President Barack Obama speaks during a naturalization ceremony at the National Archives Tuesday in Washington.

President Barack Obama speaks during a naturalization ceremony at the National Archives Tuesday in Washington. Evan Vucci/AP

Why Obama’s Tuesday Defense of Immigrants Matters

“In the Syrian seeking refuge today, we should see the Jewish refugee of World War II,” the president said at a naturalization ceremony.

Pres­id­ent Obama speaks at a ce­re­mony grant­ing im­mig­rants Amer­ic­an cit­izen­ship every year. But in the shad­ow of heightened Is­lamo­pho­bia across the coun­try, he took the op­por­tun­ity Tues­day to make an ap­peal to Amer­ic­ans: Don’t re­peat the coun­try’s his­tory of pre­ju­dice.

From for­cing Afric­ans in­to slavery to dis­play­ing signs in New York City shops pro­claim­ing “No Ir­ish Need Ap­ply” to in­tern­ing Ja­pan­ese-Amer­ic­ans and im­mig­rants dur­ing World War II, “we haven’t al­ways lived up to” Amer­ic­an ideals.

“We suc­cumbed to fear,” Obama said of those dark mo­ments in Amer­ic­an his­tory. “We be­trayed not only our fel­low Amer­ic­ans but our deep­est val­ues.”

But the “biggest irony,” he said, was that “those who be­trayed these val­ues were them­selves the chil­dren of im­mig­rants.”

“How quickly we for­get. One gen­er­a­tion passes, two gen­er­a­tions pass, and sud­denly we don’t re­mem­ber where we came from. We sug­gest that some­how there is ‘us’ and there is ‘them.’ Not re­mem­ber­ing we used to be them,” he said. “On days like today, we need to re­solve nev­er to re­peat mis­takes like that again.”

Stand­ing in front of the Con­sti­tu­tion at the Na­tion­al Archives, Obama took aim at the rising tide of in­tol­er­ance and anti-im­mig­rant fear. Though the ce­re­mony, which of­fi­cially gran­ted 31 can­did­ates U.S. cit­izen­ship, is an an­nu­al ritu­al that had been sched­uled for weeks, the polit­ic­al cli­mate around im­mig­rants, and Muslims in par­tic­u­lar, im­bued the event with re­newed sig­ni­fic­ance. For Obama, it was an op­por­tun­ity to counter Trump’s xeno­phobic rhet­or­ic—and show the coun­try his com­mit­ment to keep­ing im­mig­ra­tion “at the core of our na­tion­al char­ac­ter.”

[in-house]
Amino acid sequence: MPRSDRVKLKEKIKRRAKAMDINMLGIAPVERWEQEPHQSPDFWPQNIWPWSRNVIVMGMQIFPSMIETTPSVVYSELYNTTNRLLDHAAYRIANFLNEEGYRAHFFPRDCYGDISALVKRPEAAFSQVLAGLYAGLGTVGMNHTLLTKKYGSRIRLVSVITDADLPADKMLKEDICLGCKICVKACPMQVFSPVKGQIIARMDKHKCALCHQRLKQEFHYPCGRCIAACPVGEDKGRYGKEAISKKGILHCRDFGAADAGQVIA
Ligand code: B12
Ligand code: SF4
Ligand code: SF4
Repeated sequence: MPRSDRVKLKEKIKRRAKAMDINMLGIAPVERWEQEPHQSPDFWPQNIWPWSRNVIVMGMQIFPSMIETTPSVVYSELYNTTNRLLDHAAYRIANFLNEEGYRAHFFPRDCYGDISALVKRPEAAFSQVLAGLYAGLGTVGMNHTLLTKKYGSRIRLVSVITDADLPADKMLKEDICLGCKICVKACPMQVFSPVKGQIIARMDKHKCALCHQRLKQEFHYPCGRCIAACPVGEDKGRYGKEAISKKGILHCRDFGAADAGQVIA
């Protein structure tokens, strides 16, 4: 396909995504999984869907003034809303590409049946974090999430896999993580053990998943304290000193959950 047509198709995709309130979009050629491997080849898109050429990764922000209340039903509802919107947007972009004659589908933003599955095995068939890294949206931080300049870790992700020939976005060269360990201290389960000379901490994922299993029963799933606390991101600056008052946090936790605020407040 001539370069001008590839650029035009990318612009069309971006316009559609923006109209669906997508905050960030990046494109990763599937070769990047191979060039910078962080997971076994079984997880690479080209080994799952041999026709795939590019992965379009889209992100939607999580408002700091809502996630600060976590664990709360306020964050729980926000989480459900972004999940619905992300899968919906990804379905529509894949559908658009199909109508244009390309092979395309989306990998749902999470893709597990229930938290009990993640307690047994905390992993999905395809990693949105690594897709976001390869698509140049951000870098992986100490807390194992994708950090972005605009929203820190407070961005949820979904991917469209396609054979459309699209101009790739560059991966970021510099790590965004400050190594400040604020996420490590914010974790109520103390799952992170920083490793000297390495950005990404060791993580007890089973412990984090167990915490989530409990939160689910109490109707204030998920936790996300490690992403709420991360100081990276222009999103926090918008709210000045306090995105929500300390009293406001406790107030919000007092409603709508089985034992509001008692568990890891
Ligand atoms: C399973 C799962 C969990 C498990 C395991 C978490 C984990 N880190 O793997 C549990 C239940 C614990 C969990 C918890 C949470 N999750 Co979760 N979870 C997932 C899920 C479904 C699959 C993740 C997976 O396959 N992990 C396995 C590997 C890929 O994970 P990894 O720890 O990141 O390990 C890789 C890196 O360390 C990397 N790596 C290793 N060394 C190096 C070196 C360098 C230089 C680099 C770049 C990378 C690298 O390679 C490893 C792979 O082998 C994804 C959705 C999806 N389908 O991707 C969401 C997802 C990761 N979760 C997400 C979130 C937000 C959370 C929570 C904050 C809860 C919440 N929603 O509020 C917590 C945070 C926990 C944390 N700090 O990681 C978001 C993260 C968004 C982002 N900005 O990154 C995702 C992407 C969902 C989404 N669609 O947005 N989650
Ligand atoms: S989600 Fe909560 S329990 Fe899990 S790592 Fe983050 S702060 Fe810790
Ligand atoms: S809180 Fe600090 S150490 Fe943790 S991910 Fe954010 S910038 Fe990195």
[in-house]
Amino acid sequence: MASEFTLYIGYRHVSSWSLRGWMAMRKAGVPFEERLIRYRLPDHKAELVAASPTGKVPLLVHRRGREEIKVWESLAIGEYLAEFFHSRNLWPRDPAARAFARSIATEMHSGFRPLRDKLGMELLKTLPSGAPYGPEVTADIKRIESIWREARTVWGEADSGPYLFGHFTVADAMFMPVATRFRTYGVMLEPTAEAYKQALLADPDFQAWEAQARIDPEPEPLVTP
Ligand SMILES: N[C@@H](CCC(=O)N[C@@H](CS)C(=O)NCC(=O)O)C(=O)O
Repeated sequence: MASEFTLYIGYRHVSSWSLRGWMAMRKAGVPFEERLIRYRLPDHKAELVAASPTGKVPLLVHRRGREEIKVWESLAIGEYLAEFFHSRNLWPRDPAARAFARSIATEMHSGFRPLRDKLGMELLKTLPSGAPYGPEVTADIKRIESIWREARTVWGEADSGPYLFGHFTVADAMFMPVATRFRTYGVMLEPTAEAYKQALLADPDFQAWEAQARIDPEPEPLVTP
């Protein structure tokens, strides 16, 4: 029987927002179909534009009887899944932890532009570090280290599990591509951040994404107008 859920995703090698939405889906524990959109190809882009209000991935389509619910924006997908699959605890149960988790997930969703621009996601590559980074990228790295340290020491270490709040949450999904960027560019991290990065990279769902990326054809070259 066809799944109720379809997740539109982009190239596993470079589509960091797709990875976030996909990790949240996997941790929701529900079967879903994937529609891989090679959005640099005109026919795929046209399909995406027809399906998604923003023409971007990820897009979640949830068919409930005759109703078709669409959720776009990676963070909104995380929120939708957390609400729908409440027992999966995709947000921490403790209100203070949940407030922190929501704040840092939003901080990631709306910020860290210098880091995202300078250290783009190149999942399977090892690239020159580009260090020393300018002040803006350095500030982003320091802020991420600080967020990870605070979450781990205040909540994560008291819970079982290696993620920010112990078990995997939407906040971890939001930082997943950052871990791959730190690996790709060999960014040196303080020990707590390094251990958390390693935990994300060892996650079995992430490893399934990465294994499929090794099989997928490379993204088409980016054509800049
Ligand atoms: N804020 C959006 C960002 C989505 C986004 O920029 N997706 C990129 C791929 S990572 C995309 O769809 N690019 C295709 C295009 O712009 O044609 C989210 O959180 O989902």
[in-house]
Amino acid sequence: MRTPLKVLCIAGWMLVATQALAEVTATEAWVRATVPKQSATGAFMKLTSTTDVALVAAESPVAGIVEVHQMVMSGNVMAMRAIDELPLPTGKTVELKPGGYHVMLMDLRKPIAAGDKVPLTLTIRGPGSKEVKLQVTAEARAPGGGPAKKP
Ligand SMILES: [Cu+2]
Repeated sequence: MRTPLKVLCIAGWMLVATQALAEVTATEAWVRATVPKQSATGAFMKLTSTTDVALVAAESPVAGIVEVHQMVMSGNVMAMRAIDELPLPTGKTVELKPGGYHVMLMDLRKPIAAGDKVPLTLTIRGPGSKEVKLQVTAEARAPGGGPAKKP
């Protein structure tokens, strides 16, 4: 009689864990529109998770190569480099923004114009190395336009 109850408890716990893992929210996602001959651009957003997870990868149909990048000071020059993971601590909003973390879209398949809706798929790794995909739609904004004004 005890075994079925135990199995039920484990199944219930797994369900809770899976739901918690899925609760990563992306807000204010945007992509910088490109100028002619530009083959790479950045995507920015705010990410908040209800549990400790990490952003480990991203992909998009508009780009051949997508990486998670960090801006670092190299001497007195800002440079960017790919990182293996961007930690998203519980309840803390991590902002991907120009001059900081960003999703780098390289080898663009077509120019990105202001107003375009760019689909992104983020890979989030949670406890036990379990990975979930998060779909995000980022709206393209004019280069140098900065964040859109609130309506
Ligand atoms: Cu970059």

“The ten­sion throughout our his­tory between wel­com­ing or re­ject­ing the stranger, it’s about more than im­mig­ra­tion,” he said. “It’s about the mean­ing of Amer­ica. What kind of coun­try do we want to be?”

And he drew an ex­pli­cit ana­logy between dis­crim­in­a­tion of yore and today’s in­tol­er­ance.

“In the Mex­ic­an im­mig­rant today, we see the Cath­ol­ic im­mig­rant of a cen­tury ago,” he cau­tioned. “In the Syr­i­an seek­ing refuge today, we should see the Jew­ish refugee of World War II.”

After Don­ald Trump pro­posed a tem­por­ary ban on Muslim im­mig­ra­tion last week, he was roundly lam­basted. But nearly six in 10 Re­pub­lic­an voters said they sup­por­ted the ban, ac­cord­ing to an ABC News/Wash­ing­ton Post poll. At the same time, Is­lamo­pho­bia is on the rise: Among stacks of hate mail and count­less threats in the weeks since the Par­is and San Bern­ardino ter­ror­ist at­tacks, mosques have been the tar­get of hate crimes from Phil­adelphia to South­ern Cali­for­nia.

So it was cru­cial Tues­day for Obama to “help to ad­vance what we have known to be truly Amer­ic­an ideals” through both his words and the sym­bol­ism of simply be­ing there, said Bill Bur­ton, the pres­id­ent’s former deputy press sec­ret­ary. 

“This pres­id­ent, just like all pres­id­ents, has a spe­cial role to play in na­tion­al con­ver­sa­tions,” Bur­ton said. “And I think un­der­scor­ing what Amer­ic­an val­ues are in the face of the in­tol­er­ance that’s be­ing pro­jec­ted by Don­ald Trump is im­port­ant.”

Amer­ic­ans, he says, are “look­ing for the adult in the con­ver­sa­tion to step up” to bat against Trump’s trenchant brand of nativ­ism.

Obama hasn’t shied away from that duty. Last week, at a Cap­it­ol Hill ce­re­mony to com­mem­or­ate the 13th amend­ment—which ab­ol­ished slavery—he vig­or­ously con­demned bigotry. Though he didn’t men­tion Trump by name, his tar­get was ap­par­ent when he urged Amer­ic­ans “to re­mem­ber that our free­dom is bound up with the free­dom of oth­ers. Re­gard­less of what they looked like or where they come from or what their last name is, or what faith they prac­tice.”

The last three nat­ur­al­iz­a­tion ce­re­mon­ies that Obama has at­ten­ded were also marked by ex­pli­citly polit­ic­al calls for ac­tion. Rather than ap­peals to tol­er­ance, though, the pres­id­ent pushed for im­mig­ra­tion re­form, re­mind­ing the new cit­izens in 2014 that the im­mig­ra­tion sys­tem was “broken” and stressed the im­port­ance of passing “com­mon­sense” re­form.

On Tues­day, the 224th an­niversary of the rat­i­fic­a­tion of the Bill of Rights, he urged the 31 new cit­izens to look out for their fel­low Amer­ic­ans.

“We must re­solve to al­ways speak out against hatred and bigotry in all of its forms, wheth­er taunts against the child of an im­mig­rant farm work­er, or threats against a Muslim shop­keep­er,” he said. “We are Amer­ic­ans. Stand­ing up for each oth­er is what the val­ues en­shrined in the doc­u­ments in this room com­pels us to do, es­pe­cially when it’s harder. Es­pe­cially when it’s not con­veni­ent. That’s when it counts.”